How to cut padlock with hardened shank?

What does it take to cut a padlock off? I'm talking about the "diskus" type of lock on the door of a self-storage garage, where I need a small cutting tool.
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Em wrote:

Presuming you have a legitimate reason to do this and therefore do not need to avoid attracting attention, the easiest way is with an abrasive cutoff wheel in an angle grinder. Makes a lot of noise and sparks and you need to get power for it, but it makes short work of hardened steel.
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You break the weakest link, which usually isn't the lock. -----
- gpsman
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I cut a lot of these off when I had a welding business. The "hockey puck" lock is formidable. They are tough. The best way is with a thin wheeled abrasive cutter, like a Makita 14,000 die grinder. Careful cutting through the openings will get it. You can also do it with a regular angle grinder, but you have to remove more metal.
The removal of these locks was with the permission and presence of the manager. I found the die grinder to be superior to the angle grinder, but one has to be very careful not to get things in a bind, or it either seriously kicks or shatters a blade.
HTH
Steve
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A key is it, since it aint your lock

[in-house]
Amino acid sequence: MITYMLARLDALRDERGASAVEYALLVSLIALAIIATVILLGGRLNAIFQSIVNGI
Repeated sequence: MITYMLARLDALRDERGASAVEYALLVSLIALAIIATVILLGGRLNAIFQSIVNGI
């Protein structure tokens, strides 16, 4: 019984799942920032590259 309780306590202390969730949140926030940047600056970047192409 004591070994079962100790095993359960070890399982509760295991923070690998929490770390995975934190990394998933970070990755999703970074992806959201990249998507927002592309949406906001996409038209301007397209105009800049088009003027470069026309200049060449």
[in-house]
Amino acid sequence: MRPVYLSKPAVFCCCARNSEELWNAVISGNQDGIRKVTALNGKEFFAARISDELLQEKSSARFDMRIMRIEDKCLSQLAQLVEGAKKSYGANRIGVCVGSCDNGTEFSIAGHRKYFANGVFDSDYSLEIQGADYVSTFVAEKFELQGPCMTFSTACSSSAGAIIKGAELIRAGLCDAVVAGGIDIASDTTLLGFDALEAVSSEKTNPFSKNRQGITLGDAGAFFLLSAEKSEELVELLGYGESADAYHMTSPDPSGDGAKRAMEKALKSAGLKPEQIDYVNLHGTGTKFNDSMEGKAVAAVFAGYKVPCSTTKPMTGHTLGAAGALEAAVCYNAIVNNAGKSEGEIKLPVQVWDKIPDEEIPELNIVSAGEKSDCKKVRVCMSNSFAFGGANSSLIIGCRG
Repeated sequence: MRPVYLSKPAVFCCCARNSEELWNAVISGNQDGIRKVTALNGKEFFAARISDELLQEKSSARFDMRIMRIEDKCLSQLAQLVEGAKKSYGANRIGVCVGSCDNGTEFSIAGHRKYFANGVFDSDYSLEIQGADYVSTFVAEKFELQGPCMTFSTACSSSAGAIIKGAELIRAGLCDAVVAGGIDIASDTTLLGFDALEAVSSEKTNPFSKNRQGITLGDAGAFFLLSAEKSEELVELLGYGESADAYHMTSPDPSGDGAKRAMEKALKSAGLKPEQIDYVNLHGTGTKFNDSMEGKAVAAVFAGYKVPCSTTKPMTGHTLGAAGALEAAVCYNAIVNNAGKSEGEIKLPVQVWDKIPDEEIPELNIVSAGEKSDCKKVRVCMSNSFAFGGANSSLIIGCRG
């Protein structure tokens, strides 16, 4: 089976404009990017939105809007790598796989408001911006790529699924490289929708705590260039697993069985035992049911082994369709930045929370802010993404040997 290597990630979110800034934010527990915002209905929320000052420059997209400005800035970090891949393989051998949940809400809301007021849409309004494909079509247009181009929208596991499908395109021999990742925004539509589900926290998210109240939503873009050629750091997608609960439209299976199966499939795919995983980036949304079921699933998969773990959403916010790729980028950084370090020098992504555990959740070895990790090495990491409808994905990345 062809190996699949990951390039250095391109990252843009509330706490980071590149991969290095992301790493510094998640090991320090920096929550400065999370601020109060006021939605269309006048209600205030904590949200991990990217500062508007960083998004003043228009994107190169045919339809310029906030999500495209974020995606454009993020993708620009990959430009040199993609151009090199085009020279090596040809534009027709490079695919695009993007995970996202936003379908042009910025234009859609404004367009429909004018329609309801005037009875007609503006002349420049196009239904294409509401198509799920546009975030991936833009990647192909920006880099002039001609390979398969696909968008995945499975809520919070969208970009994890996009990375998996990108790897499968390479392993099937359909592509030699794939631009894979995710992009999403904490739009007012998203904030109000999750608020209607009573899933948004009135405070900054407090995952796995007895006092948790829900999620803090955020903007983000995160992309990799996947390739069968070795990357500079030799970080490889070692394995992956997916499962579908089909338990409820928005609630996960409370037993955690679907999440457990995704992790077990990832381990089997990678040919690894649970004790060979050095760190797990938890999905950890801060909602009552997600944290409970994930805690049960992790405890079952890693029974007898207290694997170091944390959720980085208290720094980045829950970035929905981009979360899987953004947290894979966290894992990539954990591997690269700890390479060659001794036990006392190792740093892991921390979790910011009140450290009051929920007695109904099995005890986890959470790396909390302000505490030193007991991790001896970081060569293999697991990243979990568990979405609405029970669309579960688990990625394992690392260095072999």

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Well it wernt my lock but it be mine now.
wrote:

A key is it, since it aint your lock
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Spoken like a jerk
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; If the storage facility has locked you out of your unit, you are guilty of 'breaking and entering' if you cut the lock. if this is the case, pay your rent and you won't need to mess with the lock. And possibly risk some well deserved jail time and a nasty record. If you inadvertently used the lock as an extra on your unit, ask management to help you remove it. They have the tools and expertise and would appreciate not having some bumbling hack damage their door hardware. In any case, the presence of the lock is not a problem for an honest person.
Joe
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a local value city store closed i worked part time helping with the fixture liquidation.
the employees lockers were a big hassle, many left them with padlocks on.
padlock quality must of improved, i managed to dull and ruin 3 bolt cutters.........
so that problem is left for the new tenants, who will likely give the poor condition lockers to a scrap guy.
the boss decided it wasnt worth any more time and money, and didnt want the lockers any more damaged than they were
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wrote:

A Dremel, Roto-Zip, or small die grinder with an abrasive cutoff wheel cuts them very easily and quickly.
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snipped-for-privacy@dog.com wrote in wrote:

you may be able to run a Dremel from an inverter plugged into your car's 12V.(battery powered Dremels are pretty weak)
--
Jim Yanik
jyanik
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I bought a Ryobi 18 volt "roto-zip" type tool a couple of years ago. Not very expensive, lots more power, and it uses all the dremel attachments I had collected over the years. I get a lot of use out of it, and for most jobs, the size and weight compared to the old dremel is not a problem. It doesn't stall out when loaded, either. Uses the same universal (One +) 18 volt batteries that all of their other tools use.
This one: <http://www.homedepot.com/webapp/wcs/stores/servlet/ProductDisplay?storeId051&langId=-1&catalogId053&productId0007658&N000003+90401+502104>
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cutting torch. acytelene sixteenths, gas ax, blue tipped chisel.
s

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